FWIW, the book that has helped me the most in this job was required reading for a college statistics course "How to Lie with Statistics".  It helps keep the BS antenna up whenever I see numbers posted by someone trying to sell me something or get me to sell something for them.  Not that Broker7 cares if I go short or long, but I'm guessing this is not something he created himself over the weekend.
 
I'm pretty sure that is correct and more on point, dividends used to represent about half of total return, so that statement is flawed at best.  It just goes to show that there's a lot of truth in your book.  It's not hard at all to find valid statistics to defend two opposing postions...it's done in politics all the time...
Feb 21, 2008 6:12 pm
Morphius:
Big Taco:

7, with each post you become increasingly irrelevant to this forum.



I don't agree, my large Mexican food friend.  I certainly don't agree with 7's viewpoint of the imminent global financial apocalypse, but so long as he is willing to try and rationally support and defend his position rather than just state it, no harm no foul. 

That doesn't mean I'm going to invite him to my next party to provide light comic relief!

 
Allright, I forgot to insert "IMO" in my post.  Yes Morphius, I speak for myself, not anyone else here.
 
I just wrote to 7 in reply to his IM that I think his GEAB and Depression posts are akin to yellow journalism, in otherwords; spin and sensationalism which add up to nothing.  It's like part of the Early Show I caught this morning where Harry Smith and some other windbag went on and on about how Swaps are surely going to lead to global economic collapse in the near future -- and yet it was clear to me that for all the big talk and out-there parallels drawn, there wasn't even a reasonable explanation of what a Swap is!  Average Americans just learned 6 months ago what a sub prime mortgage is...  It was nothing more than sensationalistic fear mongering!  The rhetoric they used was unbelievable -- it was  like the GEAB website and had the tone of a raunchy ghost story told around a campfire.  I half expected Harry to be holding a flashlight up to his chin when the B-roll was finished.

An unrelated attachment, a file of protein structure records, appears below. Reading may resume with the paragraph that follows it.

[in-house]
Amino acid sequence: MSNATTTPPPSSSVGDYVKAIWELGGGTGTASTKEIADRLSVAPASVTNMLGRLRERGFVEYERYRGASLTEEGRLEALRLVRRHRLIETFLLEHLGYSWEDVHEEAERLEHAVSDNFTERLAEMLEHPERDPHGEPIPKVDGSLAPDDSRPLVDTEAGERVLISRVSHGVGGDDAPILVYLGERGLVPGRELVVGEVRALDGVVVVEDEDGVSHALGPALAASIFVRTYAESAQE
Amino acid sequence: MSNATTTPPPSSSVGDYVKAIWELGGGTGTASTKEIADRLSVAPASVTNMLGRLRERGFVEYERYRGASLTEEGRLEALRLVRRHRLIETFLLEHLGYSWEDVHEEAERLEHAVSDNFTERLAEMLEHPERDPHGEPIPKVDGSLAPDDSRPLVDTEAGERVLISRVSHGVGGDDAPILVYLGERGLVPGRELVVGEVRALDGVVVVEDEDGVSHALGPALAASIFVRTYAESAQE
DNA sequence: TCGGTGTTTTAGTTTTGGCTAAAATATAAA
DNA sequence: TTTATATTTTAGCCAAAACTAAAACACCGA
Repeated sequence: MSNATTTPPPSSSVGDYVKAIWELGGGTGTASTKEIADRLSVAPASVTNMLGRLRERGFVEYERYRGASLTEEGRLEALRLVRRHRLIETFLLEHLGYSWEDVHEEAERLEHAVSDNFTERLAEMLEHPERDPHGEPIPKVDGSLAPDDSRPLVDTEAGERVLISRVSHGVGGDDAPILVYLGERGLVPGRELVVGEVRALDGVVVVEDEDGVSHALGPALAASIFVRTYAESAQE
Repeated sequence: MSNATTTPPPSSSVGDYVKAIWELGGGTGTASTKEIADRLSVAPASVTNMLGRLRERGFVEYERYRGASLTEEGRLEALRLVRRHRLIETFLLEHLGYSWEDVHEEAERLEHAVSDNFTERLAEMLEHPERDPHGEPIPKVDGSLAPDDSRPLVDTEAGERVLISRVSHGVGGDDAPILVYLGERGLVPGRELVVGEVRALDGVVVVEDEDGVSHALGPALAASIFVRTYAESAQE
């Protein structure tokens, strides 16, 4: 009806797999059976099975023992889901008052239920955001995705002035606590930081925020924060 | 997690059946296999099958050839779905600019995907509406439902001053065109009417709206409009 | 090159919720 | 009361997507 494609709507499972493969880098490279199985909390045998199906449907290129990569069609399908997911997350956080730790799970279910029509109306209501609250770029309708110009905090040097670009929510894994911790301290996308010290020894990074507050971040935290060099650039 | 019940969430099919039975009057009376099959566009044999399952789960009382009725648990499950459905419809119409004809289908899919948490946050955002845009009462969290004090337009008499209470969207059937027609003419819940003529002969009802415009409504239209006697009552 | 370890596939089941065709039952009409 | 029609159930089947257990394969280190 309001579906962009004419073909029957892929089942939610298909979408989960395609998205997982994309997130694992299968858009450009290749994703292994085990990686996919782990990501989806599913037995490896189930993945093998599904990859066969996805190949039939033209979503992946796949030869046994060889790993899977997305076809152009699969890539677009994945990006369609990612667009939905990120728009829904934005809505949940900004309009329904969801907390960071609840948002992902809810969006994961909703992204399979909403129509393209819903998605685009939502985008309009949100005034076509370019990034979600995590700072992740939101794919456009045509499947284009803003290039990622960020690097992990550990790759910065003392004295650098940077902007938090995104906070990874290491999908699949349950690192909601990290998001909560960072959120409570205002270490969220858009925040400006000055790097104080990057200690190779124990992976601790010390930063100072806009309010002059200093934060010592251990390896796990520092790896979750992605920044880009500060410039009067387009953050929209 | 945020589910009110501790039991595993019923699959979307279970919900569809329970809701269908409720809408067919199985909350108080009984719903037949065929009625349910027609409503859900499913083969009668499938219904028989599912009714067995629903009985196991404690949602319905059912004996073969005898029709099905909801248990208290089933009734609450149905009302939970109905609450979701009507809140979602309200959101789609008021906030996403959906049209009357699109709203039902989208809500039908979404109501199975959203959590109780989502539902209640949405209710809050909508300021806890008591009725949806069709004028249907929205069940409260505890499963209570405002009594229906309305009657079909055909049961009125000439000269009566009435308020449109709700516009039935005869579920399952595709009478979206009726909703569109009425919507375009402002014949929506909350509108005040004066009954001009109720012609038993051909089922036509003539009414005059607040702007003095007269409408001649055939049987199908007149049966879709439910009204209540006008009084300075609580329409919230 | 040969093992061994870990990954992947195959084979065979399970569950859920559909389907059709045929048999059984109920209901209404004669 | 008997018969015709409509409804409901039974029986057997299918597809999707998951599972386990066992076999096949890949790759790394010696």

I could just see ma and pa client waking up, eating their oatmeal, drinking their coffee, and then these nincompoops try to scare the crap out of them before 7am with complete drivel.  I told my wife I'm going to have to start eating breakfast in the den if she insists on watching these hacks.  I'll watch my TiVo'd Reno:911! and start the day off right--with a smile.
 
So, speaking for myself, to me 7 is becoming increasingly irrelevant to the quality of this forum (which I see as relatively high), although he seems like a nice enough guy all the same. 
 
I'm not the Content Police, some folks would rather read Weekly World News instead of TIME.  So be it.  Let's say the next few years are The Great Depression II.  The market WILL rebound eventually.  OR, we'll all just have to reconcile ourselves to living on an acreage, planting a garden, curing and scraping hides, cutting down trees for heating fuel (or burning dollar bills), reading by candlelight, bartering, fending off marauders (or marauding).  So looking at a crackpot website and a line chart that ends at the bottom of the depression seems like a waste of time to me.  Like the Early Show.
Feb 21, 2008 6:55 pm

Quality of this forum as in a high and mighty bull market optimists Kneal , Kudlow and cramer?? Or do you even consider the other side of the coin?  There is alot of quality there too.   I've seen my fair share of idiots (ms Obama derivatives and good old Kerko to name a few) on this forum..and you definitely are not one of them, Taco.  You also seem like a good guy.  DID THEY REALLY TALK ABOUT CDS's ON THE MORNING SHOW TODAY???